What is behind Israel’s major attack on Jenin?

Israel is only increasing the scale of its incursions into occupied territories in the face of Palestinian resistance.

A convoy of army vehicles is seen during an Israeli military raid on the Jenin refugee camp
A convoy of army vehicles is seen during an Israeli military raid on the Jenin refugee camp [Majdi Mohammed/AP Photo]

Israel has launched one of its biggest attacks on the occupied West Bank, killing at least ten Palestinians in the Jenin refugee camp and wounding at least 100 more.

The latest operation, ongoing on Monday, marks a significant escalation and follows a raid in Jenin two weeks ago that killed seven Palestinians and that was itself one of the largest conducted in years.

Let’s take a closer look at Israel’s targeting of Jenin.

How deadly is the latest attack on Jenin?

The latest incursion into Jenin began on Sunday night with at least 10 air attacks in the densely-packed area, which houses some 14,000 displaced Palestinians in less than half a square kilometre (0.20sq mile).

The attack included drone strikes and a missile, which damaged buildings and infrastructure, sending smoke billowing from the wreckage.

Before June 21, when Israel carried out a drone strike near Jenin that left several people dead and angered Palestinian fighters, it had not used drone strikes in the occupied West Bank since 2006.

After the strikes, Israeli forces then completely surrounded the refugee camp using dozens of armoured vehicles in preparation for a massive ground military operation that caused heavy damage to homes and roads.

Some 150 armoured vehicles and about 1,000 soldiers from elite special forces, the military, general intelligence, police and border police participated in the operation. City entrances were closed off using tractors, which also aided the troops in making their entrance into Jenin.

Gunfights ensued after Israeli forces entered the camp and were faced by Palestinian resistance fighters.

Residents reported bullets indiscriminately fired into their homes, and Jenin’s Deputy Governor Kamal Abu al-Rub told Al Jazeera that the Israeli army cut off all electricity, telecommunications and water in a “collective punishment” for all residents.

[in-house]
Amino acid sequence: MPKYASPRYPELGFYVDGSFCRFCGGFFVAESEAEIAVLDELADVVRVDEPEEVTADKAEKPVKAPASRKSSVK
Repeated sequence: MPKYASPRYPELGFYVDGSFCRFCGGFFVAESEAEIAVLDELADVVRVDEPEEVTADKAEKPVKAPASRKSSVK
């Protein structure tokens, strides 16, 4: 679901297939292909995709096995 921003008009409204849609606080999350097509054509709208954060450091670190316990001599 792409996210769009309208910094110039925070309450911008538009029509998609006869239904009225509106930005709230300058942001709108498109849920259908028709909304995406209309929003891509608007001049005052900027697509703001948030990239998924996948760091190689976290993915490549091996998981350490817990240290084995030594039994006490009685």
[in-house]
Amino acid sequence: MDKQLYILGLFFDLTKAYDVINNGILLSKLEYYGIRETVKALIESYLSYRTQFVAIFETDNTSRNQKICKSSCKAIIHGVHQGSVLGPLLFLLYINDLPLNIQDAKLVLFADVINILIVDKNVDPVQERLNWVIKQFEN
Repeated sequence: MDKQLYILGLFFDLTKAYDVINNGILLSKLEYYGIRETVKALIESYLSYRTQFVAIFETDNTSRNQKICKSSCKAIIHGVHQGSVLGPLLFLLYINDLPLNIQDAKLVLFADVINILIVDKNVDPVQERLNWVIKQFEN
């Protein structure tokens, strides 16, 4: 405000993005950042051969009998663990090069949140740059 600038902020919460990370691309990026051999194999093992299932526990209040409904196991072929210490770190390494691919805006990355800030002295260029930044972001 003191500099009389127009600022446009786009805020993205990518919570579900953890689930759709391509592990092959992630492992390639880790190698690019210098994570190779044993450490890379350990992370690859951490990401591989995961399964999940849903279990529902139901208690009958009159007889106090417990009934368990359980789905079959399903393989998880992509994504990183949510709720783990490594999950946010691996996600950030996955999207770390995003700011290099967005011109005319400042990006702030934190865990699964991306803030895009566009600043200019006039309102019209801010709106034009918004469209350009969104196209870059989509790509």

Who is Israel targeting?

The Jenin refugee camp has increasingly become home to Palestinian fighters, especially in the past year, as Israel expands its raids in the occupied West Bank.

The fighters include hundreds under the banner of the Jenin Brigades, a newly-emerged group, compromised of combatants from several armed factions. Fighters from the Palestinian Islamic Jihad, Fatah and Hamas groups are also thought to be active in Jenin.

An increasing number of Palestinian youth have taken up arms against Israel, in the face of growing Israeli military operations and efforts to expand illegal settlements in the West Bank. Along with Gaza, Jenin has now become a main symbol of Palestinian resistance.

The Jenin Brigades are just one of the newly emergent groups, which represent increased disillusionment with the Palestinian Authority and frustration at the ongoing Israeli occupation.

One of the main goals of Israel’s raids in the West Bank over the past two years has been to crush the new groups, part of an operation called “Break the Wave”.

The Israeli military said its latest attack on Jenin hit a weapons production and explosives storage facility, while its forces seized an improvised rocket launcher.

An army spokesman told journalists that Monday’s operation was intended to help “break the safe haven mindset of the camp, which has become a hornets’ nest”.

The spokesman said the army believes the growing scale of the operations “will minimise friction” and signalled similar tactics may continue to be pursued as Israeli forces have been met with increasing resistance on the ground.

During last month’s raid on Jenin, several Israeli soldiers were injured and army vehicles were severely damaged by improvised explosives as the military appeared to have been taken by surprise.

The military then used helicopter gunships to support the troops and vehicles on the ground, something that had not happened in the occupied West Bank in 20 years.

Escalating violence

Monday’s attack comes as violence and tensions continue to grow in Israel and Palestine.

Israeli army raids in Jenin and other cities have become commonplace for more than a year, and are periodically responded to by Palestinians.

After the previous raid on Jenin, two Palestinian gunmen killed four Israeli settlers before they were themselves killed. This was followed by a string of attacks and violent raids by Israeli settlers, who stormed Palestinian villages and set fire to homes and cars.

Israel then approved plans to build thousands of new homes in settlements in the occupied West Bank, which are illegal under international law.

Analysts have said that the current escalation in Jenin might be part of an effort by Prime Minister Benjamin Netanyahu to placate far-right ministers in his own government, as he continues to face domestic pressure from the country’s opposition.

The United Nations has called on Israel to stop the plans and refrain from using violence. The UN has slammed Israel’s use of “advanced military weaponry” and warned that violence in occupied territories “risks spiralling out of control”.

The United States has also expressed concern about the settlements and the conflict.

The Joint Operations Room of the Palestinian Resistance Factions, an umbrella group comprising political parties in Gaza, on Monday called on all Palestinians to rally around Jenin, raising the possibility of a stronger Palestinian response to the strengthening Israeli operations.

Source: Al Jazeera